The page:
WASHINGTON (BP)–Southern Baptist ethicist Richard Land has joined Jewish and evangelical Christian leaders in New York in calling for immediate sanctions to thwart Iran from developing nuclear weapons.
The president of the Ethics & Religious Liberty Commission collaborated with Paul de Vries, president of the New York Divinity School and leader of the New York Evangelicals, and Joseph Potasnik, executive vice president of the New York Board of Rabbis, in issuing a statement Nov. 2 urging all governments to apply sanctions in order to produce effective diplomacy and encourage the human rights efforts of Iranians living under a militant Islamic regime.
The evangelical and Jewish groups recommended two actions proposed by some members of Congress:
— Sanction banks that work even indirectly with Iranian banks;
— Sanction firms or governments that export refined petroleum to Iran.
“Such actions could quickly damage Iran’s economy, shrink the regime’s domestic popularity, provoke real diplomacy, and engender significant steps toward ending the Iran regime’s murderous pursuit of nuclear weapons,” their statement said. “Leading nations should then engage in effectual diplomacy, resulting in enforced guarantees of an Iran without weapons of mass destruction, nuclear or otherwise.”
Iran contends it is developing nuclear power for non-military purposes, but other countries are concerned the effort is to establish a nuclear arms program.
The Iranian government has hesitated in recent days to follow through on a tentative agreement it had made. The regime now desires to make changes in a deal it had reached to send a large portion of its low-enriched uranium to other countries to be processed, according to The Washington Post.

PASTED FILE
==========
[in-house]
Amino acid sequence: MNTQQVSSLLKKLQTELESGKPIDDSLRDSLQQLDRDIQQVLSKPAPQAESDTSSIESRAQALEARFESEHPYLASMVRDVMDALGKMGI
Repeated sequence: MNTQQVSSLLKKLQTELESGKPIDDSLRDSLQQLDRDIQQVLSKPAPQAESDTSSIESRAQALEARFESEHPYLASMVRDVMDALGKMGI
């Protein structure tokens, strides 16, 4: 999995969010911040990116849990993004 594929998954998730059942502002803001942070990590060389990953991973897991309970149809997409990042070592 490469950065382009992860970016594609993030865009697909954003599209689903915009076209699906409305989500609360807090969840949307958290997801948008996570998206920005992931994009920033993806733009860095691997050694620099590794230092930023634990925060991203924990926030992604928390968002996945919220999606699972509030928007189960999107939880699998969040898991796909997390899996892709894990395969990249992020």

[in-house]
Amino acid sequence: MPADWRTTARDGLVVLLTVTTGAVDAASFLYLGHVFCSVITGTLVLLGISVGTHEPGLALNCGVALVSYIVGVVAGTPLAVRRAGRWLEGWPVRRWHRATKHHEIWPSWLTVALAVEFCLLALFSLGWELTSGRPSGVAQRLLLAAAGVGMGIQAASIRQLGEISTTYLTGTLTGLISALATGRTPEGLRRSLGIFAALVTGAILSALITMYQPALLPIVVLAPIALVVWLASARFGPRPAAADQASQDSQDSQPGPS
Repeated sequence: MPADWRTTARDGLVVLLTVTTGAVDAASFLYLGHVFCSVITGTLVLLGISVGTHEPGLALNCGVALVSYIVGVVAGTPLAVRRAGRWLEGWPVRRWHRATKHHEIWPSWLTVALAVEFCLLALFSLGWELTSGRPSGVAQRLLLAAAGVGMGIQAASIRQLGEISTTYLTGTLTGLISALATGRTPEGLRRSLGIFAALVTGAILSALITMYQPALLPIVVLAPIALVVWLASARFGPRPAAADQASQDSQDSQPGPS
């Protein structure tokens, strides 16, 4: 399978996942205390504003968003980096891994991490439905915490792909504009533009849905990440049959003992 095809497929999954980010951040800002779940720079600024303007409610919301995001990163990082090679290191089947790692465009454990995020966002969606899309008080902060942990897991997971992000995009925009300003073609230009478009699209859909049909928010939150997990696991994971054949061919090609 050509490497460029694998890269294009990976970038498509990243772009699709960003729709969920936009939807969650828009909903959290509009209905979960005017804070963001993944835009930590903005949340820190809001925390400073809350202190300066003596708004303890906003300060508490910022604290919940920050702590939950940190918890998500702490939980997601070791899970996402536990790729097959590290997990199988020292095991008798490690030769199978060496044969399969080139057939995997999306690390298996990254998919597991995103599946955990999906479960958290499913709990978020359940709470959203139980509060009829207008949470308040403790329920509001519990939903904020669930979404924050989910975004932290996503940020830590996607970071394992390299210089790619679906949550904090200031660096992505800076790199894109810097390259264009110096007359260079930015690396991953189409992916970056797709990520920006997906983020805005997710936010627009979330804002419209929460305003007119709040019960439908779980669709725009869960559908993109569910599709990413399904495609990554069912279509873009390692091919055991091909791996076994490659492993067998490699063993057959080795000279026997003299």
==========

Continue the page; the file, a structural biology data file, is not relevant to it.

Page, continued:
Iran is building its second uranium-enrichment facility, which an official said could produce enough material for a nuclear bomb each year, The Post reported in late September. The Middle East country also completed both long-range and short-range missile tests during the same week.
Iran’s president, Mahmoud Ahmadinejad, has been especially provocative toward Israel, denying the Holocaust and threatening to destroy the Jewish state.
Upon release of the document Nov. 2, Land said, “We stand in solidarity with all people of goodwill both in the region and around the world in seeking to stop a nuclear Iran from grievously imperiling Israel, the Middle East and the world’s peace.”
“Jesus commanded His followers to be the salt of the earth and the light of the world [Matt. 5:13-16],” he said.
“In seeking meaningful sanctions against the current Iranian regime, we are attempting to be salt in preserving Israel and the entire region from bloody conflict and terrible loss of life,” Land said. “We are seeking to be light by expressing our commitment to the intrinsic value and invaluable worth of all of our fellow human beings, both inside and outside Iran, whose lives and liberties are in peril by the dangerous rogue regime which presently oppresses the Iranian people.”
The endorsers of the Nov. 2 statement gave 10 reasons for sanctions, including: Iran’s status as the top state sponsor of terrorism, its brutalization of the human-rights movement within its borders, its potential control of half of the world’s oil reserves and the threat of a nuclear arms race in response to Iran’s weapons program.
“We need to apply as much pressure as possible on Iran because the status quo is unacceptable,” Potasnik said in a written release. “Iran has a government without a conscience, so we must stand together — evangelicals, Jews and all others.”
Land signed onto a Sept. 22 letter to President Obama and Congress making a similar appeal regarding sanctions seeking to produce change in Iran’s nuclear policy. Other Southern Baptists among the nearly 50 signers of that letter included current SBC President Johnny Hunt and former SBC presidents Jack Graham and James Merritt.
Iran is one of only eight countries to be classified by the U.S. State Department as “countries of particular concern,” a designation reserved for the world’s worst violators of religious freedom.
Tom Strode is Washington bureau chief for Baptist Press.